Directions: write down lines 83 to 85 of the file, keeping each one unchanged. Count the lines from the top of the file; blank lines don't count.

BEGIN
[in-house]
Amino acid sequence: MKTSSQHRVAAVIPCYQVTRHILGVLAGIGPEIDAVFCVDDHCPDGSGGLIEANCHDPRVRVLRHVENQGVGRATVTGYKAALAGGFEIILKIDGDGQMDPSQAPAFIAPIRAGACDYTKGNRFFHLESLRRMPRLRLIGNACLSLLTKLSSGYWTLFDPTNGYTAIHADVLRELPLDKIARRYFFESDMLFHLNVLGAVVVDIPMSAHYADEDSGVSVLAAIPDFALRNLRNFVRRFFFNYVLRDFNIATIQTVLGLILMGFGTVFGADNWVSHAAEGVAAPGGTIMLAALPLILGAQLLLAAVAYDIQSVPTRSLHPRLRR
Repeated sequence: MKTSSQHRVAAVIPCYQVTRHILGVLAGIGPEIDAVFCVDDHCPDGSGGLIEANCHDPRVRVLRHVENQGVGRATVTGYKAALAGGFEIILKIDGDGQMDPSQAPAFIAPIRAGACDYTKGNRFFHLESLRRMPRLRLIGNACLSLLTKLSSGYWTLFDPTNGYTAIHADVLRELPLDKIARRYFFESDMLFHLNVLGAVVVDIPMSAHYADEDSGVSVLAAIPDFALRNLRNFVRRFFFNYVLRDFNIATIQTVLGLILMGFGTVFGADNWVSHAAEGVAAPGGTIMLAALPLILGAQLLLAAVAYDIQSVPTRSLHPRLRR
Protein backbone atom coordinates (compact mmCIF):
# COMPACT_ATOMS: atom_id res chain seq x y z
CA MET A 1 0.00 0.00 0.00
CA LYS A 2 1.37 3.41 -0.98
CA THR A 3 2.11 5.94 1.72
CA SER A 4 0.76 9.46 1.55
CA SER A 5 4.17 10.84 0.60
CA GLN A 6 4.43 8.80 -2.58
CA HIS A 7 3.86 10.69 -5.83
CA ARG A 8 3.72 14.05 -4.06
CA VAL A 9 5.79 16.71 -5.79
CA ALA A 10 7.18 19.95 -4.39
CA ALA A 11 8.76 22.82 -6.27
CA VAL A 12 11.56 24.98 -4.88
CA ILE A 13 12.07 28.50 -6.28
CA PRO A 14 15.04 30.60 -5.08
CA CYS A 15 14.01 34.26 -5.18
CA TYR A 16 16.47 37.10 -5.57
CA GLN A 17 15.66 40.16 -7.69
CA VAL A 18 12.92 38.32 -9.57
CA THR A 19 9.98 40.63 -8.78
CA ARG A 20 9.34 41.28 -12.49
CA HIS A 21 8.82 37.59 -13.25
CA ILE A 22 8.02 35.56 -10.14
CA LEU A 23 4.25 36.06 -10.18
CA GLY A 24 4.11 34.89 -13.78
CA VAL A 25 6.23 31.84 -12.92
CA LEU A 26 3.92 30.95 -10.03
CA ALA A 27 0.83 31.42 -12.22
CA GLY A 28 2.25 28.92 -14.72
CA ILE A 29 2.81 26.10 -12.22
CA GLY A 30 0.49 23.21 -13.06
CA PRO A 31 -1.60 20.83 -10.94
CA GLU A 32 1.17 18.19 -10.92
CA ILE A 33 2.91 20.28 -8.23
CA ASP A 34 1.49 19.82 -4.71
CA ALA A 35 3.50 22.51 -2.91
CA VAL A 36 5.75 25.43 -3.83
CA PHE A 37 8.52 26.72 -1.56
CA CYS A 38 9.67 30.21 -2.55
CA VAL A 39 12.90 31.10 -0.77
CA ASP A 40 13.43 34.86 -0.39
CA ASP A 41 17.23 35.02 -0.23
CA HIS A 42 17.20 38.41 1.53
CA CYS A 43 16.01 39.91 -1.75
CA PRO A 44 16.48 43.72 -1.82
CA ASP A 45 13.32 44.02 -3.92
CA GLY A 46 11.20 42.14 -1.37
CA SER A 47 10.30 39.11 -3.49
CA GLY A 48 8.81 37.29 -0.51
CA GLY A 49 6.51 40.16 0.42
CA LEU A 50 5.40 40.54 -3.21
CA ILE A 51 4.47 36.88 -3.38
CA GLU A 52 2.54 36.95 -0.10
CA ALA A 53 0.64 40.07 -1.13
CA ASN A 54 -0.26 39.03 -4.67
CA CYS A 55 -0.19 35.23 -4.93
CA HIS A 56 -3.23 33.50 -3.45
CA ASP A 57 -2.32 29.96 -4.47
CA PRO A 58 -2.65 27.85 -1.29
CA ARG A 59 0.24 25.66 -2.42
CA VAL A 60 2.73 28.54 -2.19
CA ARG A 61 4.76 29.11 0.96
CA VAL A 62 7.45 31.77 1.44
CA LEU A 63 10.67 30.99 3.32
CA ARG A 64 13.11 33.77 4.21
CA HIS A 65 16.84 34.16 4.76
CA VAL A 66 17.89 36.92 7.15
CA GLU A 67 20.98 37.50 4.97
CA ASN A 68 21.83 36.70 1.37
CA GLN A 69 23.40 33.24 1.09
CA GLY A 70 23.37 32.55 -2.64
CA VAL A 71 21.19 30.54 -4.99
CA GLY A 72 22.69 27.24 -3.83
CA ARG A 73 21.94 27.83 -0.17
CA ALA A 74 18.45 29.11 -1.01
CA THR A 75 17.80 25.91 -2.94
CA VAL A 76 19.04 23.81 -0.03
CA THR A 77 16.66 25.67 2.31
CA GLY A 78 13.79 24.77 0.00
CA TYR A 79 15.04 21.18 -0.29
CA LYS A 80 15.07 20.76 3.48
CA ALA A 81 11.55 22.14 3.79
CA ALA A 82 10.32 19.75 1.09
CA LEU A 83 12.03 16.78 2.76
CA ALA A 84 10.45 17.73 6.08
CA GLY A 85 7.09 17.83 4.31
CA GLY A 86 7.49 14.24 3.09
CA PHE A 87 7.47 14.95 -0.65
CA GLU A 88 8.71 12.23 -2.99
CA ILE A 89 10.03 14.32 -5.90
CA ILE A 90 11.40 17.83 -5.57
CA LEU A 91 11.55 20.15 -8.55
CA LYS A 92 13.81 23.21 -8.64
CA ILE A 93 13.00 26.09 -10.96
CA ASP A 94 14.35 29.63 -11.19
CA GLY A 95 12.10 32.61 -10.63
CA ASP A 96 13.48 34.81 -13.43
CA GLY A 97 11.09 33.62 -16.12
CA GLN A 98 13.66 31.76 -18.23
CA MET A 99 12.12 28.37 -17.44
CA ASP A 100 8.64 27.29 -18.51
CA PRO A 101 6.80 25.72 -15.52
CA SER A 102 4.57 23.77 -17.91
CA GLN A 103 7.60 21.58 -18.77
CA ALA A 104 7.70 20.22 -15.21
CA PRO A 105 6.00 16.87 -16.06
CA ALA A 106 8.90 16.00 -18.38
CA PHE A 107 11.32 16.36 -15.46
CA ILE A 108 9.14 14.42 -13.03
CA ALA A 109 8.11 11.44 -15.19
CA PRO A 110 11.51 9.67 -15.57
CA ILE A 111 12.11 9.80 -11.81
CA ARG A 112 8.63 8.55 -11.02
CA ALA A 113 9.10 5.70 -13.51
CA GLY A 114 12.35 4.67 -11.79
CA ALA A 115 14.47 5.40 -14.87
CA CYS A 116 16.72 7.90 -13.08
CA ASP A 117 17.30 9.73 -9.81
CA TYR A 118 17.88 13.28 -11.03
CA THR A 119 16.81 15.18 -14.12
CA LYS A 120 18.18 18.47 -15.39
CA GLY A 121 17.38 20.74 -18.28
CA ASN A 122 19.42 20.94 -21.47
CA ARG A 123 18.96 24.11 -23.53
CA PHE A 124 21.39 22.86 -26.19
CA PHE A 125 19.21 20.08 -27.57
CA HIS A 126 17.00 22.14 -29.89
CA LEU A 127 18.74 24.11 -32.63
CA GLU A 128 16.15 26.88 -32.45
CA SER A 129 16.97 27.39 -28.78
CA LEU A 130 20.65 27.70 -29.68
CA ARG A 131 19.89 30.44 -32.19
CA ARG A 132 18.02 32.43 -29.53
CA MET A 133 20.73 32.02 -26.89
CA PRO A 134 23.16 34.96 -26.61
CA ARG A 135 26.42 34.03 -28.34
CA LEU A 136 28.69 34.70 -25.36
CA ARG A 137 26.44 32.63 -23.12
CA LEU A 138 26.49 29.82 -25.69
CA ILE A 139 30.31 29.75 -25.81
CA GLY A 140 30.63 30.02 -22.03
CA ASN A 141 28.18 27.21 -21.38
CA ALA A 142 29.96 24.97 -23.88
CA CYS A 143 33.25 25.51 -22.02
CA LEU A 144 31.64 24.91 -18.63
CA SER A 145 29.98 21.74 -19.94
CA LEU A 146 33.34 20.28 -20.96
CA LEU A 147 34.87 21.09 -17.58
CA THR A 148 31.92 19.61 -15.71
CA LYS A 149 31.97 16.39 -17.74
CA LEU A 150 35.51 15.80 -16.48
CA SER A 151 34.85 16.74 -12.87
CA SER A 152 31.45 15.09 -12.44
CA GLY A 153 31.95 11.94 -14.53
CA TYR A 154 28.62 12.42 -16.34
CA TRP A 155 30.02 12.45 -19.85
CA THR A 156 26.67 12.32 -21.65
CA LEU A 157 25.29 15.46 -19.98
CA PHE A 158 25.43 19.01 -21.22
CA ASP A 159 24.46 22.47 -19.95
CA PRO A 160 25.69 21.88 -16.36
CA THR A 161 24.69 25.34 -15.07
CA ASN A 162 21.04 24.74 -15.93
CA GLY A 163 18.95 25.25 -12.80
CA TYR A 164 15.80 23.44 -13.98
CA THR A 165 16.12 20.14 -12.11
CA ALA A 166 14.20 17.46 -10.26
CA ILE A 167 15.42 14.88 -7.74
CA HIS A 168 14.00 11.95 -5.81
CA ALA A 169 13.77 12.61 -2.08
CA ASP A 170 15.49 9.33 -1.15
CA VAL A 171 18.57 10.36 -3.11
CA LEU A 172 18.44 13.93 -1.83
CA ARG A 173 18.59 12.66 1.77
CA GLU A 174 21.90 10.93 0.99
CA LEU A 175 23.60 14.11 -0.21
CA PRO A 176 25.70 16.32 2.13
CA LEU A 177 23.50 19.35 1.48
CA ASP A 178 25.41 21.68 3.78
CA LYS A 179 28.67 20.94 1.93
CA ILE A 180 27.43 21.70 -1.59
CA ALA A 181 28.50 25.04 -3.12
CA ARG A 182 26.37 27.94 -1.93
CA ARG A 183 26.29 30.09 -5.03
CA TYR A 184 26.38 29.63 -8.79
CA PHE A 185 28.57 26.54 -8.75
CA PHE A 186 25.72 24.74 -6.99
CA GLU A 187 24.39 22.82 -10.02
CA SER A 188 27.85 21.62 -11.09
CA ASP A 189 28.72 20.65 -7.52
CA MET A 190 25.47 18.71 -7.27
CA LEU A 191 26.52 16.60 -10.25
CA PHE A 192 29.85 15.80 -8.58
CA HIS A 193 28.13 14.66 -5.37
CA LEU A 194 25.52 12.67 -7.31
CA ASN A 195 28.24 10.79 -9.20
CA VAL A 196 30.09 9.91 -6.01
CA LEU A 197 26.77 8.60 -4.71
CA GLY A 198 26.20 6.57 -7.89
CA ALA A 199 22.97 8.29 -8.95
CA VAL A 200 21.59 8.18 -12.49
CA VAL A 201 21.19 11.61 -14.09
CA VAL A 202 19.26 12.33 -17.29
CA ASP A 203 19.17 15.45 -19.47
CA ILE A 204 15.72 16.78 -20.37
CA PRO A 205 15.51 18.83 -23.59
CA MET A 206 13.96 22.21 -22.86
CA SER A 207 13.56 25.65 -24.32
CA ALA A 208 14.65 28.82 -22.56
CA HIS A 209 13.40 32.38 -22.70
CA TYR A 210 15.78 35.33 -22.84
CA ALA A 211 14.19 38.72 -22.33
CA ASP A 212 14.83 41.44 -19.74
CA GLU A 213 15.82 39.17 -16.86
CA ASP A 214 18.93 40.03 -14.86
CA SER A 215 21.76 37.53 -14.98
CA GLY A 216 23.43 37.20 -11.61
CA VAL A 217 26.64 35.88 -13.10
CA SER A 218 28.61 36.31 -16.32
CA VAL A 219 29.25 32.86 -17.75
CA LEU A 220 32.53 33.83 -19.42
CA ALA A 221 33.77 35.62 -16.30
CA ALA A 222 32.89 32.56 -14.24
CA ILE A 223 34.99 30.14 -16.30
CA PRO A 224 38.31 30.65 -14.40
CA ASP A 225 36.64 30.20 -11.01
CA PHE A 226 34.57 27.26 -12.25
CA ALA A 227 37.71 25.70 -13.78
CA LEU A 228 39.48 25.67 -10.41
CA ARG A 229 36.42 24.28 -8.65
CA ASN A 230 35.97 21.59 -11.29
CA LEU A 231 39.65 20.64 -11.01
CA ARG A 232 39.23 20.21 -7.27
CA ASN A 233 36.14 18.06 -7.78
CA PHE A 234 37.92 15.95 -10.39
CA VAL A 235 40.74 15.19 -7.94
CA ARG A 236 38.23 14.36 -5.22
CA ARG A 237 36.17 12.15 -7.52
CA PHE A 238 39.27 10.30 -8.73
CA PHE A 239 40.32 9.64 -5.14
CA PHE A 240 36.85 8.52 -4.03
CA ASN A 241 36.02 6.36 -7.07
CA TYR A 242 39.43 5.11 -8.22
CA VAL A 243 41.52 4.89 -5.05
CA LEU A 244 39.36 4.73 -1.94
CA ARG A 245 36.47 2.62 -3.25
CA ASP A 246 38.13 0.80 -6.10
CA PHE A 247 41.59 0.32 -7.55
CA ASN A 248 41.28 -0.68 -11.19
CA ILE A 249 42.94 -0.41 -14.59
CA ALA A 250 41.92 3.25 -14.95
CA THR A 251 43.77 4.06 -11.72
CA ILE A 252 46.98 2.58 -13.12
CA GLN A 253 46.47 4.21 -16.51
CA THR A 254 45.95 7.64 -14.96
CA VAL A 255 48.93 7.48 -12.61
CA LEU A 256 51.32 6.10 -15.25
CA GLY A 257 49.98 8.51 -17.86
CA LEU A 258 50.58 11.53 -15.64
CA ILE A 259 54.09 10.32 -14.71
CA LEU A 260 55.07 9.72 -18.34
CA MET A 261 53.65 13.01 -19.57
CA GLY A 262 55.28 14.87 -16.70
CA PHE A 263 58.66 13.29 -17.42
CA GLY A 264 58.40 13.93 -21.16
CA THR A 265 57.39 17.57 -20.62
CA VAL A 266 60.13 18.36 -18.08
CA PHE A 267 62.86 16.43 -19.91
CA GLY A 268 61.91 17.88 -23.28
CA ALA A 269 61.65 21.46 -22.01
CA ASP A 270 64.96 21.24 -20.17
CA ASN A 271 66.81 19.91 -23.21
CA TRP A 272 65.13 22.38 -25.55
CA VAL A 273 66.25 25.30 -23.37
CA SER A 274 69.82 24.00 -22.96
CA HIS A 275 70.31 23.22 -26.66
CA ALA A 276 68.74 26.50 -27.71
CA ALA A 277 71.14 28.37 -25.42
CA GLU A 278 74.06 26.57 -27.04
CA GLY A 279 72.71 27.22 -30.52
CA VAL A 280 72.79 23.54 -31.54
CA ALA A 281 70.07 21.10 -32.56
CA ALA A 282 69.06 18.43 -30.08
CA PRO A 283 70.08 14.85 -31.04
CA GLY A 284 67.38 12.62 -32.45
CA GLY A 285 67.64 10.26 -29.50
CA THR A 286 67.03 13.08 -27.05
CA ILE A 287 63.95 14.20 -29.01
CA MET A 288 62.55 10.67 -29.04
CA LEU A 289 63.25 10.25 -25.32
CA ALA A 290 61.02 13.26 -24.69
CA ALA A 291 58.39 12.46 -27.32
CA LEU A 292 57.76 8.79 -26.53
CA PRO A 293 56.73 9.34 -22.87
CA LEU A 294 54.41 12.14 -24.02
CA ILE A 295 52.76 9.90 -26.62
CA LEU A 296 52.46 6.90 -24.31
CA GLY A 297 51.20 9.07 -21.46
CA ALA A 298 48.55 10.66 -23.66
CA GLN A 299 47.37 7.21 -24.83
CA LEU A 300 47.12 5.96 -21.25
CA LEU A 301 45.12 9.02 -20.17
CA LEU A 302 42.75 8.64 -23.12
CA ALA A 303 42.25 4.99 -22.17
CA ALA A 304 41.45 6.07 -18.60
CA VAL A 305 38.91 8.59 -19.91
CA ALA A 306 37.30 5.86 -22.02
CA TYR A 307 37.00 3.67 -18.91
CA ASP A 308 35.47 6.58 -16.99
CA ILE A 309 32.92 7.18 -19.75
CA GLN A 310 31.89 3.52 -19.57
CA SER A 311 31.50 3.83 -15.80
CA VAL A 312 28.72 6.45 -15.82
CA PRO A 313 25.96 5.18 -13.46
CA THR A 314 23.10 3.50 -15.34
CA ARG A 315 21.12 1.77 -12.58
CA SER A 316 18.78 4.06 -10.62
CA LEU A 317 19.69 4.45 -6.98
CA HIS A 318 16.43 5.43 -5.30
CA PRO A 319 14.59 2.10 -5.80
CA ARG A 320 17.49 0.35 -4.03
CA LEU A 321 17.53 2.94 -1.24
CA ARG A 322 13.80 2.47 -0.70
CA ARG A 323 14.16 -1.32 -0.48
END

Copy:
CA GLY A 78 13.79 24.77 0.00
CA TYR A 79 15.04 21.18 -0.29
CA LYS A 80 15.07 20.76 3.48